Five Questions for Aynsley Vandenbroucke
1. Where did you grow up and how did you end up where you are now?
I grew up in Chicago and L.A. My father worked in theater so I grew up going to performances and peeking in on rehearsals. Some of those performances were dance and I fell in love. I remember dancing in the aisles of the Dorothy Chandler Pavilion during intermission at around age 5. Pretty shortly after that I decided I was going to move to New York when I was an adult. While my friends drew pictures of houses and picket fences, I drew modern high-rise apartments. I now divide my time between NYC, where most of my teaching and choreographing takes place, and the Catskill Mountains, where my husband and I run a center for contemporary performance and visual arts, Mount Tremper Arts.
2. Which performance, song, play, movie, painting or other work of art had the biggest influence on you and why?
This is the hardest question–there’s definitely not just one. Those dance performances when I was 5 were obviously very influential. Another big influence was actually a humanities class freshman year of high school. I had the most wonderful teacher who had us debating The Parable of the Cave and studying basically all of the history of Western Art. She opened up an entire realm of questioning for me—of delving into art and philosophy with all aspects of myself. I wrote my final paper on nothing less than whether God exists or not….
3. What skill, talent or attribute do you most wish you had and why?
I wish I had a bit more confidence and a little less fear. I’m drawn to these fields that are incredibly vulnerable. I love the depth and openness but a tougher shell could help me stay more grounded in the midst of these processes.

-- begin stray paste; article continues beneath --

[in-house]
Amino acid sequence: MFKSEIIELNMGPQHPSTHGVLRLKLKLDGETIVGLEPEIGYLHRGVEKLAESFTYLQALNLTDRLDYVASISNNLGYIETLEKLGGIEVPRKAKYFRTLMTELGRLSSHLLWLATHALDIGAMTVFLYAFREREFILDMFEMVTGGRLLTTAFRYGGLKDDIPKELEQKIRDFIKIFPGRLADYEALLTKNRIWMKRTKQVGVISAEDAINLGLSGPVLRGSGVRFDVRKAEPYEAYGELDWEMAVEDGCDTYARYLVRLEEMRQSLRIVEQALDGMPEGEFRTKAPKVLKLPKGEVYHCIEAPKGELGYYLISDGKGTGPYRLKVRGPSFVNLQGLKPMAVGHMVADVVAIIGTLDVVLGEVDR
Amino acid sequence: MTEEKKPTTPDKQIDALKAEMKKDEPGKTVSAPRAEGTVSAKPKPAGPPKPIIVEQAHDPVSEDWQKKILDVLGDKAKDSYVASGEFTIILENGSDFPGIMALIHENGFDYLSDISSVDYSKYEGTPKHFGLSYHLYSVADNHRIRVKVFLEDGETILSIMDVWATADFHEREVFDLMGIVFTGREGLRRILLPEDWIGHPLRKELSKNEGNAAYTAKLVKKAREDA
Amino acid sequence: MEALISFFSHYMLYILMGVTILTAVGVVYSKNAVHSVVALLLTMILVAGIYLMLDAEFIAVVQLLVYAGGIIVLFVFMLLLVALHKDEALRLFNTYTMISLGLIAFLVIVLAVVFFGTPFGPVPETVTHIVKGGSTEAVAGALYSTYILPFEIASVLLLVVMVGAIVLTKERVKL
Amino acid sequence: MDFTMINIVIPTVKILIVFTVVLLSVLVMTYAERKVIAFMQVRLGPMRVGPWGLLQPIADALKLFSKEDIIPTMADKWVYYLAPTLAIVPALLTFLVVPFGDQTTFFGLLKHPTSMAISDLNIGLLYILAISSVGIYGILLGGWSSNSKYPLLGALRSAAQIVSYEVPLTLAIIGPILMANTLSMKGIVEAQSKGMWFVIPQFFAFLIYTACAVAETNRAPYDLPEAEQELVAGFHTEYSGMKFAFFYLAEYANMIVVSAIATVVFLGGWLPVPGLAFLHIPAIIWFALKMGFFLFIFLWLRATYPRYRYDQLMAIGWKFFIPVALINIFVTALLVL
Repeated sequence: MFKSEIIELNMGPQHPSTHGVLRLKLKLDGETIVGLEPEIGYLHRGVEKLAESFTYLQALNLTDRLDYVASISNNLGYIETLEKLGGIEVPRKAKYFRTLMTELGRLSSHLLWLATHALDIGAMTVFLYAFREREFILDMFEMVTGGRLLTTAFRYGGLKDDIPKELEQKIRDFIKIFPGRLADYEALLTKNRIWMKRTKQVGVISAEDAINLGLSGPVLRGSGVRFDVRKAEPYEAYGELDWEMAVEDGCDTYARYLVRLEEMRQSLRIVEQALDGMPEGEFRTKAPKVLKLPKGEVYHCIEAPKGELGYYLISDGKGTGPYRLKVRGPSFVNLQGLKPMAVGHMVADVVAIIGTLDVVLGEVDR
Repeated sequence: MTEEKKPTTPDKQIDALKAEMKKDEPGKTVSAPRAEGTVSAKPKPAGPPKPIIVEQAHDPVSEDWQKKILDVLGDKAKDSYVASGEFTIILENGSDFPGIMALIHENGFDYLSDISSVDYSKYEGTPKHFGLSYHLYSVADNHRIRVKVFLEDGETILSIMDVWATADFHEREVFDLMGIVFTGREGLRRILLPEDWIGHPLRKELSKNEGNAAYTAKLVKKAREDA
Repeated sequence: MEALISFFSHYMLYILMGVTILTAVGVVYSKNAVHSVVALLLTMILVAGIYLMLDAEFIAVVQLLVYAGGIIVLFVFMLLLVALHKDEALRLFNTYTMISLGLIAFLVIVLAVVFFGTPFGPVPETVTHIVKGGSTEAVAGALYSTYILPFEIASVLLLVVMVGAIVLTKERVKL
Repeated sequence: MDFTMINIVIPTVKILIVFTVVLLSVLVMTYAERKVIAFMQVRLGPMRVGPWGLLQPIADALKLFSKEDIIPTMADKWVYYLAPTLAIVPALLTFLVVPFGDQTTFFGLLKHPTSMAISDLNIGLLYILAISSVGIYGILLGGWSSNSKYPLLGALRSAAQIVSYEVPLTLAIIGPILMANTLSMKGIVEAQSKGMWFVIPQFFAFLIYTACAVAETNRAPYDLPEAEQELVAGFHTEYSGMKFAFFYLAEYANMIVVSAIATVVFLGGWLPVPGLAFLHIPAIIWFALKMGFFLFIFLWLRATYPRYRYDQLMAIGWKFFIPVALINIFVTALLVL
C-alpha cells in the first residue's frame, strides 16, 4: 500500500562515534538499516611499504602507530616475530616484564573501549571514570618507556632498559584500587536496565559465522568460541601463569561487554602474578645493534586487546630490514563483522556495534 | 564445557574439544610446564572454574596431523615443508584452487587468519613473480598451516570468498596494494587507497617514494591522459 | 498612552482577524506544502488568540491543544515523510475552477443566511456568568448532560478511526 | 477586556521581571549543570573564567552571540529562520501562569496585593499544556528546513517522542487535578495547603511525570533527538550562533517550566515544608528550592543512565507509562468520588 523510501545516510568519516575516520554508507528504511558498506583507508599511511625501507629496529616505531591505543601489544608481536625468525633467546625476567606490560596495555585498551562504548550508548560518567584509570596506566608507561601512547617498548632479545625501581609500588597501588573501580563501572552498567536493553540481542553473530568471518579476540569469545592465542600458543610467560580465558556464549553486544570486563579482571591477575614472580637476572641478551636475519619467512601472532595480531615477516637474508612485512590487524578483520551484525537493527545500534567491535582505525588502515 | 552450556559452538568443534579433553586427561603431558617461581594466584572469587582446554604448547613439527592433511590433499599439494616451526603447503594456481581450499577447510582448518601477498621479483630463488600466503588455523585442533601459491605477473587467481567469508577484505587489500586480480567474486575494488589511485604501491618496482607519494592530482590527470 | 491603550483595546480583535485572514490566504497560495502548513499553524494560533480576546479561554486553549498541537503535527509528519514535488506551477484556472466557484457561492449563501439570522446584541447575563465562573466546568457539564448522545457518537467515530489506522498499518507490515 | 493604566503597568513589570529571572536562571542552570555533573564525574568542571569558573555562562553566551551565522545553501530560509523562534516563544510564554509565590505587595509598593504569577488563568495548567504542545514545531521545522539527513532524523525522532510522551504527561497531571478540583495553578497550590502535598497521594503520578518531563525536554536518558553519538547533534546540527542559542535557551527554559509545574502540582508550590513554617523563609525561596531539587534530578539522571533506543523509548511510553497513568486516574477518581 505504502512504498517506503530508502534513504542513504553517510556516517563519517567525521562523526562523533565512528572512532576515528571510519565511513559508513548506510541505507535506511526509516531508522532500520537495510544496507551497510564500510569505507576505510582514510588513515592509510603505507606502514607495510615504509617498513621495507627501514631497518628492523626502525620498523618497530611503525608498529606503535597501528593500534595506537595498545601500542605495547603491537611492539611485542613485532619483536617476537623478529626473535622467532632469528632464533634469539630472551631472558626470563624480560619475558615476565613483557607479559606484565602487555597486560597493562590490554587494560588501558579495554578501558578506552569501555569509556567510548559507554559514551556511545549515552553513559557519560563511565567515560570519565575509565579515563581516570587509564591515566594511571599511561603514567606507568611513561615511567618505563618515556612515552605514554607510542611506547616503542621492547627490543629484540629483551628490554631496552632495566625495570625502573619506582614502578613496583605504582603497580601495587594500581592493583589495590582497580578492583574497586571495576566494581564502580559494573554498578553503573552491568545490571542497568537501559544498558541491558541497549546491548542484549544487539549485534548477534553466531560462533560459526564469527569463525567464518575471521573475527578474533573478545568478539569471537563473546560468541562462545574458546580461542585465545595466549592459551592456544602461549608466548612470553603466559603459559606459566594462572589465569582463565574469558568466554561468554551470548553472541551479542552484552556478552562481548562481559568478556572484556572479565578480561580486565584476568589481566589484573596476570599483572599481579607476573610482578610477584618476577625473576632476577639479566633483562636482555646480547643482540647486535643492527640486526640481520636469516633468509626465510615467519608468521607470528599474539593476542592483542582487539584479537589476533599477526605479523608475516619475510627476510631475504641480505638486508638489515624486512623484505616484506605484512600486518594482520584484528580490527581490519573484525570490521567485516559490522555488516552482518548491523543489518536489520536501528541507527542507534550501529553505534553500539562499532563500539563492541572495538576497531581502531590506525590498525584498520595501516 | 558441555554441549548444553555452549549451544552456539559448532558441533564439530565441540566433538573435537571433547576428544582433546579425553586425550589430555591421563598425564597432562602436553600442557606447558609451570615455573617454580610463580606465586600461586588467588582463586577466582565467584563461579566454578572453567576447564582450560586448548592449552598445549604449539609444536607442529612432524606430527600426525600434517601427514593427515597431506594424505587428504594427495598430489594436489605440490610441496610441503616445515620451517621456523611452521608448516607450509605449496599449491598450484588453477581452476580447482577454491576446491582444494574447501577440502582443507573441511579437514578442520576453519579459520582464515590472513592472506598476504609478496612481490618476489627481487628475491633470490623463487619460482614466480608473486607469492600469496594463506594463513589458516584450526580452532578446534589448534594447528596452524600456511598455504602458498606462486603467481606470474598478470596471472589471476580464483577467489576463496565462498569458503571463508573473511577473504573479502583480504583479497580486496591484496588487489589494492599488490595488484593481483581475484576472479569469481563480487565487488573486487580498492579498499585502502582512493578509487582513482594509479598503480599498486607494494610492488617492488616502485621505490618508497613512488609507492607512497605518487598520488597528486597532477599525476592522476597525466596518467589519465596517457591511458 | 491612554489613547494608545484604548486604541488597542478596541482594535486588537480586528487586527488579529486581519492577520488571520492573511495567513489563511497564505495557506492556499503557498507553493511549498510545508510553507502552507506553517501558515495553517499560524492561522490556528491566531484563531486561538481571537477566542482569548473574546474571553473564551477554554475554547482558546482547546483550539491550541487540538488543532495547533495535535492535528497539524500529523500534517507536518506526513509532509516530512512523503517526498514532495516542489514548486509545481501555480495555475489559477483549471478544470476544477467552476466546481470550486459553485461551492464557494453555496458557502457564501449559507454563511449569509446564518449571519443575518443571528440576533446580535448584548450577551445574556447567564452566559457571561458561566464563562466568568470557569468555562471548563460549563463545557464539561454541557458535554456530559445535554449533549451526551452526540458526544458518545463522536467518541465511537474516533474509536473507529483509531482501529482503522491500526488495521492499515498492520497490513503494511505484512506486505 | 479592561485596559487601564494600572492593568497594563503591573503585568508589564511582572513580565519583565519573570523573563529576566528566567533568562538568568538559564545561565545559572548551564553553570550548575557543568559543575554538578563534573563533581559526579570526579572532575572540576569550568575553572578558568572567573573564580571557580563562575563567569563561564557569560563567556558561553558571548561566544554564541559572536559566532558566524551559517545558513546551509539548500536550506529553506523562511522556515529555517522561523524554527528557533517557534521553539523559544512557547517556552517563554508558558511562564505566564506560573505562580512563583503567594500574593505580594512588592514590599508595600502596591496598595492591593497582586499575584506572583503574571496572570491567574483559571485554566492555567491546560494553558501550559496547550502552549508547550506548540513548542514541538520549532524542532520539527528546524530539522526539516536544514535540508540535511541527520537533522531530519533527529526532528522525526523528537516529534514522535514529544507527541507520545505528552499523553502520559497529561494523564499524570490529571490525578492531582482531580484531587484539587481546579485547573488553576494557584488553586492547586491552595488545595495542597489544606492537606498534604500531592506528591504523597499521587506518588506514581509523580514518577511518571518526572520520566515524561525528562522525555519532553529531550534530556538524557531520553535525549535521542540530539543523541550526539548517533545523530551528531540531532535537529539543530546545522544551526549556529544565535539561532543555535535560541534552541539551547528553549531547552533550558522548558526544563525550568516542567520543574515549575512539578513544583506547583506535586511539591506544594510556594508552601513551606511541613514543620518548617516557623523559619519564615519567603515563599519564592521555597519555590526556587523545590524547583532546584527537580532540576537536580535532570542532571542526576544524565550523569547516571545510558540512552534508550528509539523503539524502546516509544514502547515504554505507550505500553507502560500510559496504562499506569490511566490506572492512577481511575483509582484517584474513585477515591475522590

4. What do you do to make a living? Describe a normal day.
I teach Laban Movement Analysis at the Laban/ Bartenieff Institute of Movement Studies and also at Lehman College in the Bronx. And I’m continually working towards getting choreography and Mount Tremper Arts to help me make a living! My days are often very different. A normal teaching day includes getting up (too early) traveling back and forth to the Bronx, planning for my next class, grading papers, doing administration work for my dance company and Mount Tremper Arts. A normal choreography day includes getting up (later!) and preparing to rehearse–watching videos, making notes, getting any supplies we need–rehearsing and then often going to a performance at night.
5. Have you ever had to make a choice between work and art? What did you choose, why, and what was the outcome?
So far I’ve not needed to make a choice. My work is very integrated with my art. Teaching and running an arts festival deeply, deeply feed my own creative process. What I do find is that since each aspect is so stimulating and creative it’s often hard for me to know which to prioritize.
Aynsley is currently working on an evening length performance to take place at Dance New Amsterdam in NYC this Dec 10-13. The third annual Mount Tremper Arts Summer Festival starts again this July.